The Black Death was one of the most devastating pandemics in human history, killing between 75 and 200 million people in a number of outbreaks in Eurasia between the 14th and 19th centuries.
It is widely believed that plague was spread mainly by parasites carried by rats. But a new study, published in the Proceedings of the National Academy of Sciences, suggests that human fleas and lice may actually have been to blame.
"While it is commonly assumed that rats and their fleas spread plague during the Second Pandemic, there is little historical and archaeological support for such a claim," the researchers write in the paper.
"Here, we show that human ectoparasites, like body lice and human fleas, might be more likely than rats to have caused the rapidly developing epidemics in pre-industrial Europe."
An international team of scientists from the University of Oslo and the University of Ferrara examined a number of characteristics of the pandemic including how it spread so quickly.
Using mortality data, they examined nine outbreaks from 1348 to 1813 during the so-called Second Pandemic in cities including London, Stockholm, Moscow and Florence. A total of 125,000 people died in these outbreaks.
The disease itself, otherwise known as bubonic plague, is caused by an infectious bacterium called Yersinia pestis. Symptoms include fever, headaches and vomiting and victims usually developed huge swollen lumps near the lymph nodes in the groin, armpit, neck and chest. Without modern medical intervention the mortality rate can be anywhere between 30 and 60%.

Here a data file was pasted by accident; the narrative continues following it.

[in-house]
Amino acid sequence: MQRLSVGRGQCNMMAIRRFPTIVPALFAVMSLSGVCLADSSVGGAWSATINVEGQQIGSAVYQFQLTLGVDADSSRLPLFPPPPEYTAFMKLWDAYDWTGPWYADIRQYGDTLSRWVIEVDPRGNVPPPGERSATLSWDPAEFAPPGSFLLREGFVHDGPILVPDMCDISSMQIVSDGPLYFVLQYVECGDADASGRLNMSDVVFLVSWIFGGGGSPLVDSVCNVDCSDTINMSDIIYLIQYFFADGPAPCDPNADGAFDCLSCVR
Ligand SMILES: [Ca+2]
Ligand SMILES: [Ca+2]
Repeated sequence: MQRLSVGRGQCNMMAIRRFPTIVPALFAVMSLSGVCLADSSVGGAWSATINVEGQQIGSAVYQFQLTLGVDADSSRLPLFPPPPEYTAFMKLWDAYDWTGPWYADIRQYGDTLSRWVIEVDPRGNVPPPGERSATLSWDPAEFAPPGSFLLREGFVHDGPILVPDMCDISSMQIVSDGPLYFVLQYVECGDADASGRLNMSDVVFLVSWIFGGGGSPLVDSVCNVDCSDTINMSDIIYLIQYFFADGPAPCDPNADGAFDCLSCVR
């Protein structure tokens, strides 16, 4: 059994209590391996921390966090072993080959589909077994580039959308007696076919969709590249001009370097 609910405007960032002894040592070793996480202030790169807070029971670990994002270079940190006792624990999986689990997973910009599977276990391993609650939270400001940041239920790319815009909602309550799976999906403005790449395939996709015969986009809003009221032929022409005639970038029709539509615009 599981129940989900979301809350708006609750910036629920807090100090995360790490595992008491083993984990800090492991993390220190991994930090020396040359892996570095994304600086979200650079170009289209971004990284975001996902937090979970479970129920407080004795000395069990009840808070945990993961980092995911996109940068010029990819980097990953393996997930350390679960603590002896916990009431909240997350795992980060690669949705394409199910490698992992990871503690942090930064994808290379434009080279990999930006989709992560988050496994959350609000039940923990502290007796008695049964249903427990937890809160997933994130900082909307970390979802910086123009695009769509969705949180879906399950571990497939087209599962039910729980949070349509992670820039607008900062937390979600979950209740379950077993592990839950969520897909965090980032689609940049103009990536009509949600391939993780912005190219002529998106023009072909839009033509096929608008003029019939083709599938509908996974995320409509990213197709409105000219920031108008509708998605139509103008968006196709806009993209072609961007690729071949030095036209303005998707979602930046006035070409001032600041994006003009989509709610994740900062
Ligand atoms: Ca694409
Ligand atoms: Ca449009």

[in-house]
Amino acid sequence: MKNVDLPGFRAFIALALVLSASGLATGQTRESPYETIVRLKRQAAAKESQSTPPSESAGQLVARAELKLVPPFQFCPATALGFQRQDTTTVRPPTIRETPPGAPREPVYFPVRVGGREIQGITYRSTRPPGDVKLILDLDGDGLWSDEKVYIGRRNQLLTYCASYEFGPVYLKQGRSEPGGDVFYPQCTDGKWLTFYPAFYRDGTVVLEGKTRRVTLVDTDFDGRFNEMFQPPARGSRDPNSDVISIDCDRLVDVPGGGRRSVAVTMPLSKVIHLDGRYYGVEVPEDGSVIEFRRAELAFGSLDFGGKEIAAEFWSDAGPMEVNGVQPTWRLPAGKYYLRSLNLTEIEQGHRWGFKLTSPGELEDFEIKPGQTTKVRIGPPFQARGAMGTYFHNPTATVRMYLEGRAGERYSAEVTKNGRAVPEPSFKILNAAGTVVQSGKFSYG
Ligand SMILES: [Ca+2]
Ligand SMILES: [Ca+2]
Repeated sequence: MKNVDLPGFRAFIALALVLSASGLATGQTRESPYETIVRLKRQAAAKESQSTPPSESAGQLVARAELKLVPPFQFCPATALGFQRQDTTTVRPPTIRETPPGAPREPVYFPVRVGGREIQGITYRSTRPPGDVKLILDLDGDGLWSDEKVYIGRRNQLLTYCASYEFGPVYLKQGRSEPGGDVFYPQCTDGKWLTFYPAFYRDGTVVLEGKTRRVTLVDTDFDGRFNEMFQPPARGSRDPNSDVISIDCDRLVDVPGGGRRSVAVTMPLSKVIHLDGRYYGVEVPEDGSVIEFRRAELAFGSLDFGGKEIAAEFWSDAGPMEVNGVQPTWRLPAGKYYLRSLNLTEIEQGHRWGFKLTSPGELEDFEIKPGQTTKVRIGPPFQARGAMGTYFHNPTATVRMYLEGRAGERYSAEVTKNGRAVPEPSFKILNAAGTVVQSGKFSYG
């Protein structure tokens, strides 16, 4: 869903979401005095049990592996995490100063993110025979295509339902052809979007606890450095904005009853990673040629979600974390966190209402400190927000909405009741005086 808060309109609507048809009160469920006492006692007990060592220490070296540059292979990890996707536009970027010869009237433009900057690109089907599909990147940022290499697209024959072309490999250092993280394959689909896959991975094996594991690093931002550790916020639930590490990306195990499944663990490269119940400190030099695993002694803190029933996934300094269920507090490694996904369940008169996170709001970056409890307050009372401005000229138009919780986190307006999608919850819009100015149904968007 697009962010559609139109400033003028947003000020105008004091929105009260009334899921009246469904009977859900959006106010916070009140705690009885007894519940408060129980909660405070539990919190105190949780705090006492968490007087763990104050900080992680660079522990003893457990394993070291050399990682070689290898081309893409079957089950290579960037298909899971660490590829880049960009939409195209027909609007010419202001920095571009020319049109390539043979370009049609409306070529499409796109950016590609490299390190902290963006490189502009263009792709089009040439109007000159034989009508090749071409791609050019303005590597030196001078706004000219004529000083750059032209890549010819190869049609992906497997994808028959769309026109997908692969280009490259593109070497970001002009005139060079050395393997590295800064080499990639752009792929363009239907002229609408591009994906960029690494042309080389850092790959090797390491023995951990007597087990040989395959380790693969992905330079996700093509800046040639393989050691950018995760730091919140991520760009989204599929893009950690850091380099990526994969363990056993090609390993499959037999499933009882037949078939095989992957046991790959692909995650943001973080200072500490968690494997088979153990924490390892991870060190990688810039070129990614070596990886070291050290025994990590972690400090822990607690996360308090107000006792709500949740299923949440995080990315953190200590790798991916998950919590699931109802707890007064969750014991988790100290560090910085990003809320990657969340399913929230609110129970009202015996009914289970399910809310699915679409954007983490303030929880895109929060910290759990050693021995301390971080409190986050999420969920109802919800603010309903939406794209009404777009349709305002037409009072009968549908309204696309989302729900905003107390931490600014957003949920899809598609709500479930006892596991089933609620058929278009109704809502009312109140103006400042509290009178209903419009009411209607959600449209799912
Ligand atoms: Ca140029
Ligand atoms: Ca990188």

For the latest study, researchers created computer models of the pandemic, which they used to compare transmission by human parasites with transmission by rats and fleas and human-to-human transmission.
They found that the human parasite model most closely matched the mortality rates in seven of the nine cities they studied. The disease would be unlikely to spread as fast as it did if it were transmitted only by rats, the scientists said.
Rats were not completely blameless as they were believed to be the main carriers of the disease during the Third Pandemic, which began in 1855 and devastated much of India and China.
"Plague is undeniably a disease of significant scientific, historic and public interest and is still present in many parts of the world today," the authors say in the paper. "It is therefore crucial that we understand the full spectrum of capabilities that this versatile, pandemic disease has exhibited in the past."
Plague is still endemic in many countries including Madagascar, the Democratic Republic of Congo and Peru. More than 3,000 cases have been reported worldwide between 2010 and 2015.